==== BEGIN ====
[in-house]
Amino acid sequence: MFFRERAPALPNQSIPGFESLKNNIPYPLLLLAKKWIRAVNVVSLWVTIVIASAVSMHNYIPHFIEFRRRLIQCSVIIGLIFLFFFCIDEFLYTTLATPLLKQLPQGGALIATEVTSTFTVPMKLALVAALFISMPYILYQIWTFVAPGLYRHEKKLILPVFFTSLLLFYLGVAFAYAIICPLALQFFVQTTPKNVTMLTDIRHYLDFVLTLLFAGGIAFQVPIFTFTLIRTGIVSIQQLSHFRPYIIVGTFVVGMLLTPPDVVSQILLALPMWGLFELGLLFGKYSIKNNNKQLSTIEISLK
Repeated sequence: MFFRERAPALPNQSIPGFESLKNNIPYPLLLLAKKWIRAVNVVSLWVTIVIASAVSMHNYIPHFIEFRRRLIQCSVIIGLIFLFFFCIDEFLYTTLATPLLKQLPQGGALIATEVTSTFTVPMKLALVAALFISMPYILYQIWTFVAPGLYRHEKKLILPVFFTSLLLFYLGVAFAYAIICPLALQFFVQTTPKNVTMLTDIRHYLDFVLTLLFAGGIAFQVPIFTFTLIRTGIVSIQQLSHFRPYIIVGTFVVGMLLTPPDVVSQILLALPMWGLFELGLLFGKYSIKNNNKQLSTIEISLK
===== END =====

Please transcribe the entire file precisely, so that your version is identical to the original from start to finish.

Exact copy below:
[in-house]
Amino acid sequence: MFFRERAPALPNQSIPGFESLKNNIPYPLLLLAKKWIRAVNVVSLWVTIVIASAVSMHNYIPHFIEFRRRLIQCSVIIGLIFLFFFCIDEFLYTTLATPLLKQLPQGGALIATEVTSTFTVPMKLALVAALFISMPYILYQIWTFVAPGLYRHEKKLILPVFFTSLLLFYLGVAFAYAIICPLALQFFVQTTPKNVTMLTDIRHYLDFVLTLLFAGGIAFQVPIFTFTLIRTGIVSIQQLSHFRPYIIVGTFVVGMLLTPPDVVSQILLALPMWGLFELGLLFGKYSIKNNNKQLSTIEISLK
Repeated sequence: MFFRERAPALPNQSIPGFESLKNNIPYPLLLLAKKWIRAVNVVSLWVTIVIASAVSMHNYIPHFIEFRRRLIQCSVIIGLIFLFFFCIDEFLYTTLATPLLKQLPQGGALIATEVTSTFTVPMKLALVAALFISMPYILYQIWTFVAPGLYRHEKKLILPVFFTSLLLFYLGVAFAYAIICPLALQFFVQTTPKNVTMLTDIRHYLDFVLTLLFAGGIAFQVPIFTFTLIRTGIVSIQQLSHFRPYIIVGTFVVGMLLTPPDVVSQILLALPMWGLFELGLLFGKYSIKNNNKQLSTIEISLK